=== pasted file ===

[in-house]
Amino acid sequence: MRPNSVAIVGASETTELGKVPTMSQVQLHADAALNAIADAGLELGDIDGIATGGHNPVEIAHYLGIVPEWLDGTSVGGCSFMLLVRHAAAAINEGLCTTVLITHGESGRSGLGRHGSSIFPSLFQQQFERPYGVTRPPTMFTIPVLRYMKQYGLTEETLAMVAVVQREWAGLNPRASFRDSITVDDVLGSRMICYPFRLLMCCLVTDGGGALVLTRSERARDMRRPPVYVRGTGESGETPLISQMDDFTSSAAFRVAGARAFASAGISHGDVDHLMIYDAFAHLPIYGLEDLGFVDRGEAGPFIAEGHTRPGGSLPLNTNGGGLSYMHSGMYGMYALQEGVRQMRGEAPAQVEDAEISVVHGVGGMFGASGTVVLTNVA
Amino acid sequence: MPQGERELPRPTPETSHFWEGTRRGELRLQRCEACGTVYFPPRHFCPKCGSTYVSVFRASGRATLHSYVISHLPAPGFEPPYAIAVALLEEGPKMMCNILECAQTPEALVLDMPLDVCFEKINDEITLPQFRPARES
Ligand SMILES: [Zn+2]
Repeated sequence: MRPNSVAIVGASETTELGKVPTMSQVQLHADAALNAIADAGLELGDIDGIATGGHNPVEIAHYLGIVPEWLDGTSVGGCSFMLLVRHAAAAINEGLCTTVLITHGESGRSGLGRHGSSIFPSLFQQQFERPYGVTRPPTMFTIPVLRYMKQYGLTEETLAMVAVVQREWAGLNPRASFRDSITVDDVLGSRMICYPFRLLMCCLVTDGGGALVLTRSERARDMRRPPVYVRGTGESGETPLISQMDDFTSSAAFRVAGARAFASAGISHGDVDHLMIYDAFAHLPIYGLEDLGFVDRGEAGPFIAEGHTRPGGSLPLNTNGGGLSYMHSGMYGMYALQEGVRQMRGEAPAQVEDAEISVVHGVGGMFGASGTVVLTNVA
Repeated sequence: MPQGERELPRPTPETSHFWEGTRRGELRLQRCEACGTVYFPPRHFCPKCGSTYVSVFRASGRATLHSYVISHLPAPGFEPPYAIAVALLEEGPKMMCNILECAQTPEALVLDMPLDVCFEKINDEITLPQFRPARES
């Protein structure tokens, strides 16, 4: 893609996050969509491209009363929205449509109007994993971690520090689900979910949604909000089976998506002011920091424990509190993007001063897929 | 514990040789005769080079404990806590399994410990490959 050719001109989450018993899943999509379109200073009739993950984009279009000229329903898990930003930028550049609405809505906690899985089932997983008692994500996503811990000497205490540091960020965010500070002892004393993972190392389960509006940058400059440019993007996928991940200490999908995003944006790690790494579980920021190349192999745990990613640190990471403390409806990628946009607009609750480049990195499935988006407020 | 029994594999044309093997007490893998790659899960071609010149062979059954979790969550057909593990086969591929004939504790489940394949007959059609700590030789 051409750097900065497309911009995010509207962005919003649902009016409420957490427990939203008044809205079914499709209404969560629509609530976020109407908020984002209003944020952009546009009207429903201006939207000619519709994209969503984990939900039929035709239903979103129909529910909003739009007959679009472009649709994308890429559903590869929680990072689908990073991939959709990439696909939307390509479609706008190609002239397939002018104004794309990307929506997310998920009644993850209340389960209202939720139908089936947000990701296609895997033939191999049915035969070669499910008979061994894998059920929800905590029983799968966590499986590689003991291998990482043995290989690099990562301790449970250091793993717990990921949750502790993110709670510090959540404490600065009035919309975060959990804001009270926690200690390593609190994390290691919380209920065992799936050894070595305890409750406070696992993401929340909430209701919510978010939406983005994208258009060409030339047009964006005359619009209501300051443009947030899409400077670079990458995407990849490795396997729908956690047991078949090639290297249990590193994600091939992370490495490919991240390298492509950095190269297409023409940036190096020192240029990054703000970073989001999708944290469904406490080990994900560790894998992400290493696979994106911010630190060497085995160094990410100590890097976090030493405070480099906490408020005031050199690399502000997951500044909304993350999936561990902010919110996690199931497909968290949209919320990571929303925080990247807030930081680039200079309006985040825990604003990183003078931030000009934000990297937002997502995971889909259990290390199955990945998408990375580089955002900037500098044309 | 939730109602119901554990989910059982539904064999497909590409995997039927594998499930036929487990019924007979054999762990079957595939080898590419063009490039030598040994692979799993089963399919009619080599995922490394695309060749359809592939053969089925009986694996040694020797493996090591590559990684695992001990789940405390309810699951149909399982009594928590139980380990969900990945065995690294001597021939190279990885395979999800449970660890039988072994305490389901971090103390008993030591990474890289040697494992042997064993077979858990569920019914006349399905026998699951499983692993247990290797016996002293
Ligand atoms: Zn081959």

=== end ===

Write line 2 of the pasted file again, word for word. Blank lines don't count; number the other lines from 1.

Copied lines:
Amino acid sequence: MRPNSVAIVGASETTELGKVPTMSQVQLHADAALNAIADAGLELGDIDGIATGGHNPVEIAHYLGIVPEWLDGTSVGGCSFMLLVRHAAAAINEGLCTTVLITHGESGRSGLGRHGSSIFPSLFQQQFERPYGVTRPPTMFTIPVLRYMKQYGLTEETLAMVAVVQREWAGLNPRASFRDSITVDDVLGSRMICYPFRLLMCCLVTDGGGALVLTRSERARDMRRPPVYVRGTGESGETPLISQMDDFTSSAAFRVAGARAFASAGISHGDVDHLMIYDAFAHLPIYGLEDLGFVDRGEAGPFIAEGHTRPGGSLPLNTNGGGLSYMHSGMYGMYALQEGVRQMRGEAPAQVEDAEISVVHGVGGMFGASGTVVLTNVA